We strongly condemn the continued media trial and targeting of Dr Zafarul Islam Khan for his Facebook post thanking Kuwait for expressing solidarity with Indian Muslims. In his Facebook post, he mentioned the appalling deterioration of human rights of Indian Muslims who have been targeted by Hindutva bigots. A few politicians with ulterior motives and news channel anchors known for spreading bigotry and Islamophobia have mischievously sought to misinterpret his statement and ridiculously label him as anti-Hindu and anti-India. He has only reiterated what many citizens of India, public figures, international institutions, various European governments, the United States of America and United Nations human rights mechanisms have repeatedly underlined their concern at the increasing human rights abuse and violations of religious minorities in India. Dr Zafarul Islam Khan is a man of integrity. He is a scholar who is known to stand up for constitutional freedoms and values. read the complete article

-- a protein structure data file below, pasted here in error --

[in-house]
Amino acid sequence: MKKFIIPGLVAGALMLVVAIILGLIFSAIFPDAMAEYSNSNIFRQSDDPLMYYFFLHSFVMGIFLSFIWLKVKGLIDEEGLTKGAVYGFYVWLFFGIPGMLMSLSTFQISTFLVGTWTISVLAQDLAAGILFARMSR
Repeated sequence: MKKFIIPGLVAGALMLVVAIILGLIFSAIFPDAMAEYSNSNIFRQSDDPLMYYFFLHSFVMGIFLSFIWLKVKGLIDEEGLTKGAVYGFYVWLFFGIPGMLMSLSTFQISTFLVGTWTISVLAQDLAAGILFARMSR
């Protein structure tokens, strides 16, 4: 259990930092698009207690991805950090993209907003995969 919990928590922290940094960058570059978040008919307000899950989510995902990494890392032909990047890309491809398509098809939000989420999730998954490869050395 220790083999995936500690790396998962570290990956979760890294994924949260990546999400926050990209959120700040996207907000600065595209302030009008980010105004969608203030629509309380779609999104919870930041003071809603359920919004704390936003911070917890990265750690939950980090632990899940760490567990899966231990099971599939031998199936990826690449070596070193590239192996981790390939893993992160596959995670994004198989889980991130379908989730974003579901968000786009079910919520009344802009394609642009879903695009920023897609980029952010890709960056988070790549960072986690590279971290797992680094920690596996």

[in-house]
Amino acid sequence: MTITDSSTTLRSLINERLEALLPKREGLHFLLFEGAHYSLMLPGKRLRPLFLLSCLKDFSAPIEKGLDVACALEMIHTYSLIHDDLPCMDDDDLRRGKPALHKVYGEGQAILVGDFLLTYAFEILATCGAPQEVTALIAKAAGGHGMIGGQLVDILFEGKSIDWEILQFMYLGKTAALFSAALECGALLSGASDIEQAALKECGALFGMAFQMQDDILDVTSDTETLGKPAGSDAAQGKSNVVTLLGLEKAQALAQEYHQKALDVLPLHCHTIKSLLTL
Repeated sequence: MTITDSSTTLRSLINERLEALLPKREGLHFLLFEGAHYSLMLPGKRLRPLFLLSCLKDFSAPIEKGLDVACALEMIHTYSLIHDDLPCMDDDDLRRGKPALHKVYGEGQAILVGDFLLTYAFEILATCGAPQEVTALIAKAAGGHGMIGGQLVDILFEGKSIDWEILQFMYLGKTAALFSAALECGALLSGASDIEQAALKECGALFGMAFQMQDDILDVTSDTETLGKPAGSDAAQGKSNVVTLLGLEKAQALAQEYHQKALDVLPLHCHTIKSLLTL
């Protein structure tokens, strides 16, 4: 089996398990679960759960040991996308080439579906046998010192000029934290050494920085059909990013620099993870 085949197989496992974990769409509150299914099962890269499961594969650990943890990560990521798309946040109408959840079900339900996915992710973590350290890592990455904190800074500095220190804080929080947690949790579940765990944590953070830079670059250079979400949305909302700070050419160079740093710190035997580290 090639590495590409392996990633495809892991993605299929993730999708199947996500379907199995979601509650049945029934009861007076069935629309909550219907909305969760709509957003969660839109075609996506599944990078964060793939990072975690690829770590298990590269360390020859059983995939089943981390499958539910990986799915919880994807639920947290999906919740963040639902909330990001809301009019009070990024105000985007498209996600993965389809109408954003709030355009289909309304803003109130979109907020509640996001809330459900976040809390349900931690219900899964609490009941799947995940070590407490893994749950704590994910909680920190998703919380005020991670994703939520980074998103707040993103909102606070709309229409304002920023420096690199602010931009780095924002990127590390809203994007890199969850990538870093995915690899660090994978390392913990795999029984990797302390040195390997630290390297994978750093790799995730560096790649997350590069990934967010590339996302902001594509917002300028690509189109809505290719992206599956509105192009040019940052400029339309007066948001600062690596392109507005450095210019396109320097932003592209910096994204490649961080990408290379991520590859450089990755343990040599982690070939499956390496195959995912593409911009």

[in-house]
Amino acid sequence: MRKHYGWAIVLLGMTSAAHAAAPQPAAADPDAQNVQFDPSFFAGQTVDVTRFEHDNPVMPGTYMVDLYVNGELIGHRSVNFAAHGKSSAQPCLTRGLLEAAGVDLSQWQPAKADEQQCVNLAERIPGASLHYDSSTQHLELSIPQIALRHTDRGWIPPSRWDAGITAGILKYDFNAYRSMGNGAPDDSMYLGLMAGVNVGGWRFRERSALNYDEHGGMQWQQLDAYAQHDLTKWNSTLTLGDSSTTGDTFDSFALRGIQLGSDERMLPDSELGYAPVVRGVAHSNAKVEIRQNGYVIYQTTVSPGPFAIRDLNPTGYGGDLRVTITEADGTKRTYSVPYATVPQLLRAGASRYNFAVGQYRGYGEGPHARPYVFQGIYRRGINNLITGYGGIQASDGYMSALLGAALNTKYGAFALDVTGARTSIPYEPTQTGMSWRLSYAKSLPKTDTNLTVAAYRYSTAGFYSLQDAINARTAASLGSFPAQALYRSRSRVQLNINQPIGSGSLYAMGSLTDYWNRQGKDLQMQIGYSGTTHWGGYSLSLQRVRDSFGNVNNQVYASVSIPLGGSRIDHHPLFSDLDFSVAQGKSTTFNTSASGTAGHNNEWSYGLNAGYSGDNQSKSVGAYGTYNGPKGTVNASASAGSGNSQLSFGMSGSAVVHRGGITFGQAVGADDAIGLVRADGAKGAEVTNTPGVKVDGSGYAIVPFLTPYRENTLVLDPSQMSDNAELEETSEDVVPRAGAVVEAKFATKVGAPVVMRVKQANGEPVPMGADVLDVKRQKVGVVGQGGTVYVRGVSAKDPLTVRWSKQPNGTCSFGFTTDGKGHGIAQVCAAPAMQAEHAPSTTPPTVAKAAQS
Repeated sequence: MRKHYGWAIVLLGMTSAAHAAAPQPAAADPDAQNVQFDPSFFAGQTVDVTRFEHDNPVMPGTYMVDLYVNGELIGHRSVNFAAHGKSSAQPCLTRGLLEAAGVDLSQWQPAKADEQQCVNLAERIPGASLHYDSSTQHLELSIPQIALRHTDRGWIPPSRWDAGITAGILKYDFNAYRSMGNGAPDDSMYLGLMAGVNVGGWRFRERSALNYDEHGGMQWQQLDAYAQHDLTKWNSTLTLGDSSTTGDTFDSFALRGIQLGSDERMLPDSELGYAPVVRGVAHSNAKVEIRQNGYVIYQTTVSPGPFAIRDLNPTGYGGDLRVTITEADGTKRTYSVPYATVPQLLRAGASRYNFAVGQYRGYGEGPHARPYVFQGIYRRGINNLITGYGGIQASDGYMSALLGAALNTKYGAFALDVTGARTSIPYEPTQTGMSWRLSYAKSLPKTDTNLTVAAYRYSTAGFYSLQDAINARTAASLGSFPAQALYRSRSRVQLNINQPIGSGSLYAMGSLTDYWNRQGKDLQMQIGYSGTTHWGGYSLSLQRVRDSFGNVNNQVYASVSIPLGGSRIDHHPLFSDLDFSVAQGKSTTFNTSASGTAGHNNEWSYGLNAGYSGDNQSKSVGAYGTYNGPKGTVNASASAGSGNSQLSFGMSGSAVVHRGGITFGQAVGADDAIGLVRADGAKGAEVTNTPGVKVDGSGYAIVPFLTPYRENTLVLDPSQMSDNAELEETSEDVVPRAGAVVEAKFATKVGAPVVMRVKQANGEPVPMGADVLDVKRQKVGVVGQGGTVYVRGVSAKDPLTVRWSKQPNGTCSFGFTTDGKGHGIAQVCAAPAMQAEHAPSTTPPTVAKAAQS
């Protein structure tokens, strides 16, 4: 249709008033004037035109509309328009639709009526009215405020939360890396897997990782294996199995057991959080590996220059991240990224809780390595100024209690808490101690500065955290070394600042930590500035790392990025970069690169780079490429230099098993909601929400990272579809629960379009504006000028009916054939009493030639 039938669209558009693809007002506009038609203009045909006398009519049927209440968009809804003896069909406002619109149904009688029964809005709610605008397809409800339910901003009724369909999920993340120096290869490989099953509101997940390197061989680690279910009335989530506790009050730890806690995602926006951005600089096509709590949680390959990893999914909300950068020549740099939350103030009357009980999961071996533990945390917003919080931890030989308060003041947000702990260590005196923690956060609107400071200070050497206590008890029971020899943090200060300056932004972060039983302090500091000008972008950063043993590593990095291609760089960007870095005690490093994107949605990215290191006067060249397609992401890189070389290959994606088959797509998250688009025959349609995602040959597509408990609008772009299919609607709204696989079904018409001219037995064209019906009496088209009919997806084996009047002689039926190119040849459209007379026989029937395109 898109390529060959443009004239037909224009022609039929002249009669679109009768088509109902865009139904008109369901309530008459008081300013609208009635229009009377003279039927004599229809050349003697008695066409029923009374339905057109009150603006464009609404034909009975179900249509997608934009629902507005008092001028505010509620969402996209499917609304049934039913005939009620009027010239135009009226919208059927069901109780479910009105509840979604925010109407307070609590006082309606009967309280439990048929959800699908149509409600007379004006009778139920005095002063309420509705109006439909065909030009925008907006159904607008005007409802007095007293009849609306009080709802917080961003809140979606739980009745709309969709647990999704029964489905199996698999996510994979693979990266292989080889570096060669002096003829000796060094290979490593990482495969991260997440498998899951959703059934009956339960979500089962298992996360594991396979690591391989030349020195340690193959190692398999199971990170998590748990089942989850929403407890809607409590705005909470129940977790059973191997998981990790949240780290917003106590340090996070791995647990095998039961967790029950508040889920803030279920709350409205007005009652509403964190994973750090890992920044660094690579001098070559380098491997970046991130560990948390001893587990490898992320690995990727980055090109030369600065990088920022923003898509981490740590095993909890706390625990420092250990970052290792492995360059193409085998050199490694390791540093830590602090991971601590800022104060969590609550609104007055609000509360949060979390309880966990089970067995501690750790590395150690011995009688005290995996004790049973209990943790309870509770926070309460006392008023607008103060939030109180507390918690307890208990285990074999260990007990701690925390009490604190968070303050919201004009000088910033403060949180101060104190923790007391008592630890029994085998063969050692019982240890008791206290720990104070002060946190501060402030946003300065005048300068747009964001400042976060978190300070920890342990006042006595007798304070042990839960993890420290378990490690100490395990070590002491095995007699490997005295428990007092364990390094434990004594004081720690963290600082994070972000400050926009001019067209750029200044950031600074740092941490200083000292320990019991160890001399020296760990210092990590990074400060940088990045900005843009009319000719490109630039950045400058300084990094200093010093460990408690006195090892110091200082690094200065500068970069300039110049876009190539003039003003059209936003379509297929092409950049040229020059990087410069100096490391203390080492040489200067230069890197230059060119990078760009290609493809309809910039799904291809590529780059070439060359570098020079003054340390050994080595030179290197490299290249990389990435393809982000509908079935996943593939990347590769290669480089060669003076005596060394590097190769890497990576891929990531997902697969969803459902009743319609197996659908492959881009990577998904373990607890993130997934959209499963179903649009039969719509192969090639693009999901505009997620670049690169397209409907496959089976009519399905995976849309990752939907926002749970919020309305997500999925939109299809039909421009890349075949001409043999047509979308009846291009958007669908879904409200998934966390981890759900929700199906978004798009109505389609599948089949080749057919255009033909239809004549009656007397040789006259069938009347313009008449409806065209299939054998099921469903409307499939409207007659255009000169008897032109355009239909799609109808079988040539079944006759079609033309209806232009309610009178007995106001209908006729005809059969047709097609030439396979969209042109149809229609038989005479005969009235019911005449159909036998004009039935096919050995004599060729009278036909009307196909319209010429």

04 May 2020

Indian Muslims Don’t Need Gulf’s Concern, They Need Modi’s Support